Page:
This entire is another example of an inadequately addressed cover that was delivered in the 19th century. It is addressed to Barker Esqr, Clerk of Council, Melbourne and it has an olive-drab 2d ‘Half Length’ stamp of Victoria tied by a Barred Oval ‘2′, paying the inland letter rate from Geelong to Melbourne. The reverse was not seen but showed the date of sending and reception of 10 January 1852 (Figure 1).
John Barker, pastoralist and public servant, was born on 1 May 1815, eldest son of John Barker, of Aylesbury, Buckinghamshire, England, and his wife Mary Anne, née Elridge. After education at Aylesbury Grammar School he studied law and was called to the Bar at Lincoln’s Inn in 1834. In 1840 he deposited £100 with the Colonial Land and Emigration Commission, sailed with his brother Edward in the Marmion and arrived at Port Phillip in August. With Edward he took up the pastoral runs of Barrabang in 1840 and later Cape Schanck, Boneo and Barker’s heifer station, all near Westernport in Victoria.
In 1842 John went to England and in April 1844 he married Susannah, daughter of Richard Hodgkinson, of Morton Grange, Nottingham. In November he returned to Port Phillip with his wife, mother, aunt and brother William. In 1845 he became the sole owner of the Barrabang, Cape Schanck and Boneo properties. In December he was appointed a territorial magistrate. He was known for kindliness to his tenants, providing them with land and stock and accepting rent in kind. Low prices and difficulties in finding markets led him to establish a boiling-down works, but his legal knowledge was to alter his career. In August 1849 he was appointed a commissioner under the Disputed Boundaries Act and travelled widely, sometimes taking part in expeditions against bushrangers.
In November 1851 Barker was admitted to the Bar in Victoria, but did not practise, because in October he had been appointed clerk to the new Legislative Council of Victoria. In 1856 he was offered the clerkship of either House of parliament. He chose the Assembly and held office in it until 1882 when he became clerk of the parliaments. In his long public career Barker became a specialist in the usages of parliament. Twice he won the special praises of the Victorian parliament for his precision, equanimity and impartiality. After an accident while holidaying on the Cape Schanck property in April 1891 he resigned. He died on 15 November at his home in East Melbourne, survived by his wife and three sons, all of whom were educated at Scotch College and at various times managed the Cape Schanck property.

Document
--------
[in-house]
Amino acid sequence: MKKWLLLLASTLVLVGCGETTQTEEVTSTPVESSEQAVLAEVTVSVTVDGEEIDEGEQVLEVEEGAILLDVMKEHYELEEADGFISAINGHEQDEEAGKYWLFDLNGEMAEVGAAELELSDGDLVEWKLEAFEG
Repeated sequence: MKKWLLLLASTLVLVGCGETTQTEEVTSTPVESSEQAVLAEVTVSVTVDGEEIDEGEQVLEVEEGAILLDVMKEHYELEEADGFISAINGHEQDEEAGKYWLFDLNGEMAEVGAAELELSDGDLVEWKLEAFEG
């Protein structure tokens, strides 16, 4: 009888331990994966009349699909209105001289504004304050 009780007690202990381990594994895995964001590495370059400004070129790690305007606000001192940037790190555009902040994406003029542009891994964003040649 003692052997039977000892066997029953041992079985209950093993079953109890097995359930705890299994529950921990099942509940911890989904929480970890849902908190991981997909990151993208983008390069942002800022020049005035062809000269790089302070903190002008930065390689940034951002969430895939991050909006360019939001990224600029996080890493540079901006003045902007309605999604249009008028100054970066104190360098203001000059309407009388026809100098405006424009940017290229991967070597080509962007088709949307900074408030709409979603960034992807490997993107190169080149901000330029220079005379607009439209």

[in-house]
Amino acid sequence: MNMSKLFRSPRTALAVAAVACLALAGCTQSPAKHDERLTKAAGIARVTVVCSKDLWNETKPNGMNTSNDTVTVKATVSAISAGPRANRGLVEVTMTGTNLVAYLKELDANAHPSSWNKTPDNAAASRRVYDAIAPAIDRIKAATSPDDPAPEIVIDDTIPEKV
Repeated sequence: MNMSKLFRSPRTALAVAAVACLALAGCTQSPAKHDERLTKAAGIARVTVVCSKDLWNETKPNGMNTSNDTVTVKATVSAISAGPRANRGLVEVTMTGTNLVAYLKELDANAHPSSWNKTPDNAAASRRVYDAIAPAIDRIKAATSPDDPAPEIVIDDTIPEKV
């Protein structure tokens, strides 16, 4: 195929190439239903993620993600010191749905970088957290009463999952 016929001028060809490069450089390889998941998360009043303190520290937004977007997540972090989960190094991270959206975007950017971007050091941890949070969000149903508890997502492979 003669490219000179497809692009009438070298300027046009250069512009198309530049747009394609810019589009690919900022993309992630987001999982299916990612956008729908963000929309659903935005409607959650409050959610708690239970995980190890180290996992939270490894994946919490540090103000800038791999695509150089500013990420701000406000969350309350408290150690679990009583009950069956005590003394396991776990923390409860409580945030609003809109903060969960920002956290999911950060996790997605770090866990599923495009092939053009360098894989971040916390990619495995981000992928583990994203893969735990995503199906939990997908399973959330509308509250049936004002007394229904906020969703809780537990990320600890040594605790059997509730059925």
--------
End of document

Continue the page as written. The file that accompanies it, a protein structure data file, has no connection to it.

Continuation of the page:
John’s two brothers, Edward and William were both pastoralists in Victoria, as well as medical practitioners. After admission to the University of Melbourne (M.D., 1863) Edward was appointed the first lecturer in surgery in the new Medical School of the university, a part-time position which he held until 1880. He was a founder of the Royal Society of Victoria and an official visitor to lunatic asylums. Edward had another claim to fame: he fought a duel with his neighbour over an argument about stripping bark off a tree! The Barker brothers have left their name in Melbourne and Castlemaine. Barker’s Road, Kew, is named after Edward. William is remembered in Castlemaine by Barker’s Hill and Barker Street, and by Barker’s Creek.
I acknowledge that the information for this paper was derived from the on-line Australian Dictionary of Biography.